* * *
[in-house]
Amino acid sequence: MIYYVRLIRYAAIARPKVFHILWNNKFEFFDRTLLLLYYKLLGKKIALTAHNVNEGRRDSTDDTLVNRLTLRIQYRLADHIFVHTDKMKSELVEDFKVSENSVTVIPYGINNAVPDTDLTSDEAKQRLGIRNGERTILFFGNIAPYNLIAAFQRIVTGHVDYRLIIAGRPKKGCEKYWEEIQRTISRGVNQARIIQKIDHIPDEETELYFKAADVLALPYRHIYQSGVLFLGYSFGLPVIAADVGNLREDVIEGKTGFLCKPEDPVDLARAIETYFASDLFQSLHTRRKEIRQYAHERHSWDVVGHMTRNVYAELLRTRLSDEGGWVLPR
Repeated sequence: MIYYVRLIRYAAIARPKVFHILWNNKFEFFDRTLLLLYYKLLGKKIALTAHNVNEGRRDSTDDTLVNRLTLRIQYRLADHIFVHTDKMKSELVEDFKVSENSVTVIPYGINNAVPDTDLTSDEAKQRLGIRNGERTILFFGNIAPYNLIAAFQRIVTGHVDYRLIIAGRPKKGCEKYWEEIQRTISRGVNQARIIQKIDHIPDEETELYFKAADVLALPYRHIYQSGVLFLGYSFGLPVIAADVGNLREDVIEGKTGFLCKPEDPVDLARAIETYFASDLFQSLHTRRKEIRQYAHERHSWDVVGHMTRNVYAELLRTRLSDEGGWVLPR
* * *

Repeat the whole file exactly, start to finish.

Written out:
[in-house]
Amino acid sequence: MIYYVRLIRYAAIARPKVFHILWNNKFEFFDRTLLLLYYKLLGKKIALTAHNVNEGRRDSTDDTLVNRLTLRIQYRLADHIFVHTDKMKSELVEDFKVSENSVTVIPYGINNAVPDTDLTSDEAKQRLGIRNGERTILFFGNIAPYNLIAAFQRIVTGHVDYRLIIAGRPKKGCEKYWEEIQRTISRGVNQARIIQKIDHIPDEETELYFKAADVLALPYRHIYQSGVLFLGYSFGLPVIAADVGNLREDVIEGKTGFLCKPEDPVDLARAIETYFASDLFQSLHTRRKEIRQYAHERHSWDVVGHMTRNVYAELLRTRLSDEGGWVLPR
Repeated sequence: MIYYVRLIRYAAIARPKVFHILWNNKFEFFDRTLLLLYYKLLGKKIALTAHNVNEGRRDSTDDTLVNRLTLRIQYRLADHIFVHTDKMKSELVEDFKVSENSVTVIPYGINNAVPDTDLTSDEAKQRLGIRNGERTILFFGNIAPYNLIAAFQRIVTGHVDYRLIIAGRPKKGCEKYWEEIQRTISRGVNQARIIQKIDHIPDEETELYFKAADVLALPYRHIYQSGVLFLGYSFGLPVIAADVGNLREDVIEGKTGFLCKPEDPVDLARAIETYFASDLFQSLHTRRKEIRQYAHERHSWDVVGHMTRNVYAELLRTRLSDEGGWVLPR